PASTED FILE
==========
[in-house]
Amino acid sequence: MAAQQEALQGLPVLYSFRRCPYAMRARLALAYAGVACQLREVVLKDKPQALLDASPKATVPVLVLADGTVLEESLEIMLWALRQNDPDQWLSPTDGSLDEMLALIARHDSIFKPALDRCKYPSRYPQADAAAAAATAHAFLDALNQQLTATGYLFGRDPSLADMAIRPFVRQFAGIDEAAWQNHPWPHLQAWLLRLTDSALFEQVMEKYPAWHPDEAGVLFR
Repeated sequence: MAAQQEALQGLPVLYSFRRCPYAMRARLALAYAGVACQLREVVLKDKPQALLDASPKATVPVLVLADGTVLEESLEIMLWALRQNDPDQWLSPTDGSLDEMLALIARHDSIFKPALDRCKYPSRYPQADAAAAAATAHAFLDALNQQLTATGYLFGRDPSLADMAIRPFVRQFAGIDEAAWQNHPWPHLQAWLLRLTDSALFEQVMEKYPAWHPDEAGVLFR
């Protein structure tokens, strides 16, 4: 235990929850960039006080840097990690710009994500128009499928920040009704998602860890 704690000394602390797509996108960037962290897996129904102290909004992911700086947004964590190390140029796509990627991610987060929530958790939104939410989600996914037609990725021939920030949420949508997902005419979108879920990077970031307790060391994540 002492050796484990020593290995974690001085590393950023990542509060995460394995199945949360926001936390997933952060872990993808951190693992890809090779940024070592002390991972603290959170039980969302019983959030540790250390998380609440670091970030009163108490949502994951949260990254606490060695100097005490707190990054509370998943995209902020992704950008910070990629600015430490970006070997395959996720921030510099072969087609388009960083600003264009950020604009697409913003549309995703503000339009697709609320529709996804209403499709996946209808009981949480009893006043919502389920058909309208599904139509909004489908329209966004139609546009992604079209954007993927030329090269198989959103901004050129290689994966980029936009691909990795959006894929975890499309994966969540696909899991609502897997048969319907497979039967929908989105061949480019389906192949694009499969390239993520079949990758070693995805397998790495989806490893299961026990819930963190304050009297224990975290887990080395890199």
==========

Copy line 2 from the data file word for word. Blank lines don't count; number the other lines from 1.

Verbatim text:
Amino acid sequence: MAAQQEALQGLPVLYSFRRCPYAMRARLALAYAGVACQLREVVLKDKPQALLDASPKATVPVLVLADGTVLEESLEIMLWALRQNDPDQWLSPTDGSLDEMLALIARHDSIFKPALDRCKYPSRYPQADAAAAAATAHAFLDALNQQLTATGYLFGRDPSLADMAIRPFVRQFAGIDEAAWQNHPWPHLQAWLLRLTDSALFEQVMEKYPAWHPDEAGVLFR